The results proved that the cubic phase of GMO would exist at body
temperature in the presence of gastrointestinal fluid.
Fig. 1. Phase diagrams of (a) GMO/distilled
water system, (b) GMO/SIF system, (c)
GMO/SGF system. SIF, simulated intestinal
fluid; SGF, simulated gastric fluid; L2, reversed
micellar phase; La, lamellar phase; C, cubic
phase; HII, reversed hexagonal phase.
Fig. 2. Phase diagram of GMO containing 5% furosemide in water.
Observation of the melting behavior of GMO:
furosemide and their mixtures using a hot-stage
microscope at 4 C/min heating rate.
Thermal analysis:
DSC thermograms of GMO, furosemide each alone and
in mixtures were recorded at heating rate of 10
For mixtures containing furosemide and GMO, the
endothermic event attributed to the melting o GMO
was not affected by the presence of furosemide.
Partitioning of furosemide between aqueous test
solutions and GMO in the cubic liquid crystalline
• known concentration of furosemide + test solution
placed in a 100-ml stoppered conical flask in a shaker
water bath maintained at 37.0 deg., protected from
light to avoid photodegradation of Furosemide,
• Add One gram of GMO to each flask with continuous
• At selected time interval, withdraw 5-ml aliquots,
were filter, through a 0.45-mm membrane filter and
measure furosemide concentration
• Runs were done in triplicate.
The apparent lipid bilayer/water partition coefficient of furosemide
versus the corresponding pH value (at 37 C).
Dissolution tests:
Samples accurately weighed containing the
equivalent of 40 mg furosemide were filled
into hard gelatin transparent capsule size (0)
and used for dissolution testing within 24 h of
Dissolution tests were carried out in triplicates
using USP apparatus II (paddle) (protected
from light).
Release rates of furosemide from GMO containing different drug
loadings in comparison with an immediate release furosemide capsule
using SGF at 37 C
Effect of changing the pH of the dissolution medium on the release
rate of furosemide from formula containing furosemide/TSP/PEG 400/
GMO (5:5:10:80) using apparatus I; 100 rpm.
……… A formula containing furosemide/TSP/PEG
400/GMO in the ratio 5:5:10:80, respectively, was
found to have optimum properties concerning
release characteristics and mucoadhesion.
However, future work needs to b concentrated on the
evaluation of in vivo mucoadhesive studies on the
selected formulation.
Polarized Microscope
Q.1 What does it mean for the light to be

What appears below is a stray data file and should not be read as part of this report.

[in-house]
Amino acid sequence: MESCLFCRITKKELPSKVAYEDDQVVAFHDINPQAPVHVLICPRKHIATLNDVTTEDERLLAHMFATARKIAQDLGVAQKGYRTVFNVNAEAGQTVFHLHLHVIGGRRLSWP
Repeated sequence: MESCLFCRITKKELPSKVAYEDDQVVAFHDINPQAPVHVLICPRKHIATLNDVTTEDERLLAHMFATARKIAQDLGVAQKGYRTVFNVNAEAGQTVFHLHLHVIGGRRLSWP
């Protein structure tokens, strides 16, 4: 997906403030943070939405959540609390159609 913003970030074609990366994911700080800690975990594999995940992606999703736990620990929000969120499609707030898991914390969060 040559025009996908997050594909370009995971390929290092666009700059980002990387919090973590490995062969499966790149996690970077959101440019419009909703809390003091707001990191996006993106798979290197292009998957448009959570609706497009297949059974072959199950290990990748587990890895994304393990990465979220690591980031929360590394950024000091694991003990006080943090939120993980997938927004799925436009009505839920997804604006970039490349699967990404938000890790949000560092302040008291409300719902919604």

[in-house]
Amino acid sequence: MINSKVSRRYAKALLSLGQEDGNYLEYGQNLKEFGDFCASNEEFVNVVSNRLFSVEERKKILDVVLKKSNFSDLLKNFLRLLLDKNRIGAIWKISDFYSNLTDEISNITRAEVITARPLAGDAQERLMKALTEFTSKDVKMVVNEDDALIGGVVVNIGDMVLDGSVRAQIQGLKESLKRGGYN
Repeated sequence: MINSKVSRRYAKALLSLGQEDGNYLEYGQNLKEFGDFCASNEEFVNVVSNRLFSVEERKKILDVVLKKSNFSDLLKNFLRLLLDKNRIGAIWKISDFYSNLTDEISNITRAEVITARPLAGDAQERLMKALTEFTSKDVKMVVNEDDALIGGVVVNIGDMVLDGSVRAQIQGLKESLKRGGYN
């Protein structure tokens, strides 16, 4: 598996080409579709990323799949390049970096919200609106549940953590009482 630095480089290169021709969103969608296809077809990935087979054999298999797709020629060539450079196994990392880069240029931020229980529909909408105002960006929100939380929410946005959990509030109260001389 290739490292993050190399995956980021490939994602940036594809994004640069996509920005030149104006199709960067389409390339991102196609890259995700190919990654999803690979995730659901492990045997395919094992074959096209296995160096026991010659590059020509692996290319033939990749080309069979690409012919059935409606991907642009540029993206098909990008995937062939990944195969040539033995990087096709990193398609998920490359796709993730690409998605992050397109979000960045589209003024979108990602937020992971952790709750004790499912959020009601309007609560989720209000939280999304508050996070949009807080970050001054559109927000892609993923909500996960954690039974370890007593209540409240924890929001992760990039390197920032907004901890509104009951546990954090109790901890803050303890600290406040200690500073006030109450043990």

“Polarized” ?
Natural sunlight and almost every other form of
artificial illumination transmits light waves
whose electric field vectors vibrate in all
perpendicular planes with respect to the
direction of propagation.
A light wave that is vibrating in more than one
plane is referred to as unpolarized light.
If the electric field vectors are restricted to a
single plane by filtration of the beam with
specialized materials, then the light is referred
to as plane or linearly polarized with respect
to the direction of propagation, and all waves
vibrating in a single plane are termed plane
parallel or plane-polarized.
Q.2 What is meant by Plane and crossed polarized light?
In the figure, the incident light electric field vectors are vibrating perpendicular to the
direction of propagation in an equal distribution of all planes before encountering
the first polarizer.
Polarizer 1 is oriented vertically to the incident beam so it will pass only the waves that
are vertical in the incident beam. The wave passing through polarizer 1 is
subsequently blocked by polarizer 2 because the second polarizer is oriented
horizontally with respect to the electric field vector in the light wave.
The concept of using two polarizers oriented at right angles with respect to each other is
commonly termed crossed polarization and is fundamental to the practice of
polarized light microscopy.
Image contrast arises
from the interaction of
plane-polarized light
with a birefringent
specimen to produce
two individual wave
components that are
each polarized in
perpendicular planes.
The velocities of these
components are
different and vary
with the propagation
direction through the
When an anisotropic
specimen is brought
into focus and rotated
through 360 degrees
on a circular polarized
light microscope stage,
it will sequentially
appear bright and
Optical Activity
Many molecules have an interesting property in that they can rotate polarized light.
Some drugs molecules can rotate or change the direction the light vibrates, so if we place
a container of the drug solution in the light path, between the two filters (polarizers)
in the figure , then in order to look “light,” or “dark”, the second filter will have to be
rotated differently to make up for how much the drug molecule rotates the light.
Drugs can be identified by which direction and how much it rotates the light.
For example, glucose rotates polarized light to the right so it’s also known as dextrose.
Fructose rotates polarized light to the left, so it’s also known as levulose.
Origins of optical activity.
An electronic transition is the result of the movement of charges when a
molecule is exposed to light. The electronic transition has an
associated magnetic transition that is perpendicular to it.
The energy of a transition depends on the electric dipole moment and
the magnetic dipole moment induced by the action of light on the
electrons in the molecule. The rotational strength of a transition is the
imaginary part of the dot product of the electric dipole induced by the
light and the magnetic dipole induced by the light.
If a molecule has a plane or center of symmetry either the sum of all the
induced electric and magnetic dipoles is zero, or the vectors
representing the magnetic and electric dipoles are perpendicular to
one another. The result is that there is no optical activity since the
cosine of 90 deg. equals 0.
There are several cases showing asymmetry in the molecule and in these
cases the molecule is optically active.
The End